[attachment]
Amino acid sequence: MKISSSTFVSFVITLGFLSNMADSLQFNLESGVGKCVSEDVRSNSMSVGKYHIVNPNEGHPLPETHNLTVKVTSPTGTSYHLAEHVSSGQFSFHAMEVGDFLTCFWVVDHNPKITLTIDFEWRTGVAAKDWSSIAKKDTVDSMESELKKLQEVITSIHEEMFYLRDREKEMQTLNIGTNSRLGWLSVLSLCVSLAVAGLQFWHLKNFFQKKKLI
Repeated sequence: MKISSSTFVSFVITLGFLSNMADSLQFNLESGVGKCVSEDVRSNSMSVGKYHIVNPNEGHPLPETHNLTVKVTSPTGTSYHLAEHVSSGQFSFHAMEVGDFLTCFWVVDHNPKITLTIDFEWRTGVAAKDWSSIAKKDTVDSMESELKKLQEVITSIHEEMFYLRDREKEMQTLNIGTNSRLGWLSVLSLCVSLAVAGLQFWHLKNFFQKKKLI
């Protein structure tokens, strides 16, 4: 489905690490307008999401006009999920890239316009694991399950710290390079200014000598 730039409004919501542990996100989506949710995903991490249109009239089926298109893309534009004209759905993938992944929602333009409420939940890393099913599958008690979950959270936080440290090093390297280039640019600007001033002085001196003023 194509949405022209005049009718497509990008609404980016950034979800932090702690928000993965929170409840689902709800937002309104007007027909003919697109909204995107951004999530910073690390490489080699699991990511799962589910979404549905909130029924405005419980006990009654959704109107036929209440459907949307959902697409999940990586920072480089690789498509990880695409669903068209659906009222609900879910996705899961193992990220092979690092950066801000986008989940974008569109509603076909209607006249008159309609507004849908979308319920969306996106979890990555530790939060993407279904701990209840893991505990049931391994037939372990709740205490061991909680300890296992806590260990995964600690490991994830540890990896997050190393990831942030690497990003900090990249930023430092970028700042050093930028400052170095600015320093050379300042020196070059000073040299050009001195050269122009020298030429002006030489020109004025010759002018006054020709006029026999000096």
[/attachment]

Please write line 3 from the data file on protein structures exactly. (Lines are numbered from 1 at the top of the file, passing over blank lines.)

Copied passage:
């Protein structure tokens, strides 16, 4: 489905690490307008999401006009999920890239316009694991399950710290390079200014000598 730039409004919501542990996100989506949710995903991490249109009239089926298109893309534009004209759905993938992944929602333009409420939940890393099913599958008690979950959270936080440290090093390297280039640019600007001033002085001196003023 194509949405022209005049009718497509990008609404980016950034979800932090702690928000993965929170409840689902709800937002309104007007027909003919697109909204995107951004999530910073690390490489080699699991990511799962589910979404549905909130029924405005419980006990009654959704109107036929209440459907949307959902697409999940990586920072480089690789498509990880695409669903068209659906009222609900879910996705899961193992990220092979690092950066801000986008989940974008569109509603076909209607006249008159309609507004849908979308319920969306996106979890990555530790939060993407279904701990209840893991505990049931391994037939372990709740205490061991909680300890296992806590260990995964600690490991994830540890990896997050190393990831942030690497990003900090990249930023430092970028700042050093930028400052170095600015320093050379300042020196070059000073040299050009001195050269122009020298030429002006030489020109004025010759002018006054020709006029026999000096």